Like their cousins the tomatoes, peppers are a very popular home garden crop.
They have similar needs and wants, but not the same.
Here are some hints to growing peppers that we have learned over the years:
Whether you grow sweet, hot, or both:
Plant them as deep as tomatoes. You can put the plant in a little deeper than its pot, and even hill up a bit around the stem. Peppers don't want to go in any deeper than that.
Buy transplants with buds on them, if you can help it. Like tomatoes, it is better to let them get their roots established before they begin giving birth.
Pinch any buds off if you have them. We continue to pinch for about 2 weeks after transplanting. Likewise,
Wait for those first few peppers to get to their mature color. Whether you are looking to get a red, yellow, orange or even purple pepper, picking the first few while they are still green encourages the plants to produce more. Once they start reaching their mature state, the parent plant will back off on production. Save those great colors for the end of the season.
It is the same survival principle at work as when you pinch off flowers. The plant will put more effort into what it is doing, and you will be rewarded with a greater abundance.
Place your plants closer together than is usually recommended. Some gardeners may argue this point, but I learned this from my Dad who has been gardening for about 85 years and still going strong. Planting them 8-12 inches apart rather than 12-18 helps them to not need support, and lets them protect each other from strong wind gusts.
Many gardeners plant peppers in groups of 2 or 3. WE're trying this out to see how it works.
Over fertilize. Too much nitrogen, the first number listed on a bag of fertilizer, will make your plants look awesome. It will also make your harvest suffer. Look for an equal balance of numbers, like a 10-10-10 fertilizer or horse manure. You can also have your soil tested to see what it needs specifically if you want.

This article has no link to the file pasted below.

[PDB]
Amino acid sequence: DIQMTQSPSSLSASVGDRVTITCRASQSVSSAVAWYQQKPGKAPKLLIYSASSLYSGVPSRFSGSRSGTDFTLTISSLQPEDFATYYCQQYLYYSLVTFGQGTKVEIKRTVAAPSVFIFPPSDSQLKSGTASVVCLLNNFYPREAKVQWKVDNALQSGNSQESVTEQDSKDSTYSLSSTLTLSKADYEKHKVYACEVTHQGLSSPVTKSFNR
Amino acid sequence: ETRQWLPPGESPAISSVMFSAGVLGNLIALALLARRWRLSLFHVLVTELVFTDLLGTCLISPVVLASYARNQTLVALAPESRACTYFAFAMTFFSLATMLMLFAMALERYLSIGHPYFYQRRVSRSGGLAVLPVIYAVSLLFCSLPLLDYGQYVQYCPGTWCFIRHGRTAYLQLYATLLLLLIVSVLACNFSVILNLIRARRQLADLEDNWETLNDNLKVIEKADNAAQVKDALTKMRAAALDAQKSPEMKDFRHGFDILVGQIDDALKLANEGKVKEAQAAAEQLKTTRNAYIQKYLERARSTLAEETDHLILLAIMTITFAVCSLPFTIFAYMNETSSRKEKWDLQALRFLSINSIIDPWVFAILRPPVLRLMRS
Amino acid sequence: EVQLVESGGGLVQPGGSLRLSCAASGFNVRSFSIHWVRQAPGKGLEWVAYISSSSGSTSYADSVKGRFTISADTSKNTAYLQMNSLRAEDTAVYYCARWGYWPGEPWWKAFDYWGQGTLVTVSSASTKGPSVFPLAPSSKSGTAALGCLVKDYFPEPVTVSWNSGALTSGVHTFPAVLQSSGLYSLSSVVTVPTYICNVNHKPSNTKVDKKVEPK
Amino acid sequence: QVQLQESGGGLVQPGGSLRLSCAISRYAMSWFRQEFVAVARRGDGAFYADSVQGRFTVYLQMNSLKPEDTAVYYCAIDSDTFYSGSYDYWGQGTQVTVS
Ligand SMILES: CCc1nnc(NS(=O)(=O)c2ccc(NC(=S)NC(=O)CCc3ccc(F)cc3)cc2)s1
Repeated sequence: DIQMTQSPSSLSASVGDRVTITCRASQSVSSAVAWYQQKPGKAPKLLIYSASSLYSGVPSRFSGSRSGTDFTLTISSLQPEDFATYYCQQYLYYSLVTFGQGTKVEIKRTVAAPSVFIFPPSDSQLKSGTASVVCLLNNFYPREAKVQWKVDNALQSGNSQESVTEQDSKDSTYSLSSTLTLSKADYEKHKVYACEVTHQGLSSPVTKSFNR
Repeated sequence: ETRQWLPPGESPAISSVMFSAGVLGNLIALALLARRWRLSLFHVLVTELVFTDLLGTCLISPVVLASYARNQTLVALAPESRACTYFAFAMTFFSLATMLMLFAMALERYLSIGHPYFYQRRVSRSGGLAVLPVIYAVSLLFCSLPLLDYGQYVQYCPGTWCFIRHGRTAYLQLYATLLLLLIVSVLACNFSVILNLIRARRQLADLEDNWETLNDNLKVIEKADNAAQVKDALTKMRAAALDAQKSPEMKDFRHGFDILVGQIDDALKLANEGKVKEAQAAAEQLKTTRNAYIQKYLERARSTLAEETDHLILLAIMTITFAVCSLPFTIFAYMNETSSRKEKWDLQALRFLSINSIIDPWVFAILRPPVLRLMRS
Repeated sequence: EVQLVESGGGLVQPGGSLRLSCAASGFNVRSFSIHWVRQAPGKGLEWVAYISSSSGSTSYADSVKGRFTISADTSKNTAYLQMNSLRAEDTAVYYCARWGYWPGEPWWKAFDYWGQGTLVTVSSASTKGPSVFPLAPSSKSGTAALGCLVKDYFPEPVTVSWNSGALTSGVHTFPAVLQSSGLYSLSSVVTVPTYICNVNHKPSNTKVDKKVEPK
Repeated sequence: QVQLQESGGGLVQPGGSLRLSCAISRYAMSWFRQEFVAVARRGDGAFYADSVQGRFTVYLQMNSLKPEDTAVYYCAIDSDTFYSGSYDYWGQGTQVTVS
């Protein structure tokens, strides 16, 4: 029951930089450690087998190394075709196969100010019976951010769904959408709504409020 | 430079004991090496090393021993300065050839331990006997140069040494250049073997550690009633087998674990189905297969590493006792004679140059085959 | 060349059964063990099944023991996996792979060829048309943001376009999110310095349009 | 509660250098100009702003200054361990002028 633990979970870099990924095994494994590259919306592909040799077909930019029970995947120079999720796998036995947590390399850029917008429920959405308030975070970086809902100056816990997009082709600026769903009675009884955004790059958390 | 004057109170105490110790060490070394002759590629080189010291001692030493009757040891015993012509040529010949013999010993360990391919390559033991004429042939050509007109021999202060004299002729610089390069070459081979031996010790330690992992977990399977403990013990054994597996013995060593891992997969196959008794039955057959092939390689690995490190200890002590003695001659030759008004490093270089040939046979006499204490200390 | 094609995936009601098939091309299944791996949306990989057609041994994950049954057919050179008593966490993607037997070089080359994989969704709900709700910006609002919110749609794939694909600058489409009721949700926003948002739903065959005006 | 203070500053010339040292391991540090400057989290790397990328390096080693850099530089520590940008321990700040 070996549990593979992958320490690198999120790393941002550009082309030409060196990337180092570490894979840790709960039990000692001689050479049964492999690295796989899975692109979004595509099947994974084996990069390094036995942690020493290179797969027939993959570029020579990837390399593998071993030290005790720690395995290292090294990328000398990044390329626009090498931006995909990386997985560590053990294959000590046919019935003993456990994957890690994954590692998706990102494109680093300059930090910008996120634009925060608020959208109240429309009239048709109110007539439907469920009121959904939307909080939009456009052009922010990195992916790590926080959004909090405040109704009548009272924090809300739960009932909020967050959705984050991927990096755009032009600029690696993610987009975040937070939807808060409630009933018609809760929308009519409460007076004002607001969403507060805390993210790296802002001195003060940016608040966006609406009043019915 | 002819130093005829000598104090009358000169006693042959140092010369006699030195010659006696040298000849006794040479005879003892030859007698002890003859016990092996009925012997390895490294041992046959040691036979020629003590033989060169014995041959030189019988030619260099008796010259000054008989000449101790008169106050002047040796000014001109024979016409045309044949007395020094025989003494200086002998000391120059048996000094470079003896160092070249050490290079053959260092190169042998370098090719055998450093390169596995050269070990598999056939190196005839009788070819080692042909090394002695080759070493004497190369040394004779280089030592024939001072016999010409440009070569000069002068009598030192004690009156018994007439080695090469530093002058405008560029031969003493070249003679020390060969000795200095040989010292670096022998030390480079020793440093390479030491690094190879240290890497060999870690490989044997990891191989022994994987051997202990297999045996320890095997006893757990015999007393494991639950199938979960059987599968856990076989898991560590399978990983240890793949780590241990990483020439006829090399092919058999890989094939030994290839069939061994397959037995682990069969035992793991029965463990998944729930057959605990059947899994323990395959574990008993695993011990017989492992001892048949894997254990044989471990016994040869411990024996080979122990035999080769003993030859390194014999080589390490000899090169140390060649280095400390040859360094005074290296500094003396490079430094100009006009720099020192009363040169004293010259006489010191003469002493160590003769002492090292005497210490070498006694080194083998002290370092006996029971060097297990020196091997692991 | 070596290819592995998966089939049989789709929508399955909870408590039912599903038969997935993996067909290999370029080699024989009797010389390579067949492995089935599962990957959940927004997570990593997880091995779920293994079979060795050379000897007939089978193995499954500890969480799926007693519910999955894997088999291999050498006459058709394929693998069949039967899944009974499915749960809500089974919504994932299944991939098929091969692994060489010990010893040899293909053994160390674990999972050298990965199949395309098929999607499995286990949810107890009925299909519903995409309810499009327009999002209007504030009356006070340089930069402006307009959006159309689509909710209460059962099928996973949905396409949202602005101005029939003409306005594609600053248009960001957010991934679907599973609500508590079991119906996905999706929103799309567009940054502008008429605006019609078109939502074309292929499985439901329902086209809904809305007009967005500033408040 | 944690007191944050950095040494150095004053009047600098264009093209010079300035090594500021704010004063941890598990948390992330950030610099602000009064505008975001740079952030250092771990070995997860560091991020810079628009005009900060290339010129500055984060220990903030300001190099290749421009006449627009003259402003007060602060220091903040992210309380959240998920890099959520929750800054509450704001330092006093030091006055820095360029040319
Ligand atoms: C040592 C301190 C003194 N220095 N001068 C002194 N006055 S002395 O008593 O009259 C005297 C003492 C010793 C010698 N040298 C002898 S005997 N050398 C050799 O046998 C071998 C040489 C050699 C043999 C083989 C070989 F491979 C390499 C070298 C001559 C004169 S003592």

Plant your sweets and hots too close together. Generally peppers are pollinated by wind, either a breeze or the beating of bugs' wings. These bugs can also get some pollen on their little bodies when they visit the pepper flowers, and spread that around from one plant to another.
Of course, this only affects the seeds. But the seeds of hot peppers are hot, which can make even a sweet pepper spicier. This kind of cross pollination is unusual, but we did see it happen when our hots and sweets were right next to each other.
Lightly run your hand across the tops of your plants, especially if pollination is low. This will act like a breeze to spread that pollen about. You can also use a C Tuning Fork. This particular frequency is very similar to that of a bee's wings.
Give them enough water, about an inch a week. Using a rain gauge makes this easy to do. Mulch, if you don't have a problem with voles, is also a good way to insure they don't get too thirsty.
Plant peppers where their cousins were last year or even 2 years if you had pests or disease issues; this includes tomatoes, eggplants and potatoes.
Companion plant to save space or to benefit one another. Like tomatoes, peppers like to be around carrots and their cousin parsley, and with basil. These plants easily fill in the unused space between pepper plants. Just be sure to water accordingly.
And finally, Don't
Let those peppers go to waste. If you have more than you can handle, just wash them off, dry and toss in the freezer whole. This will make your sweets a bit sweeter, and your hots even hotter when they thaw. Both types of peppers can also be roasted. Mmmm... Hot peppers can easily be stored by using a needle and thread to string them together, and hang to dry. This 'rista' is also a simple way to grab what you need when adding a little heat to your dishes.
More important than any other advice, have fun when you garden.
Guidelines are wonderful, but find what works best for you in your garden.
Here's an example of a good rain gauge: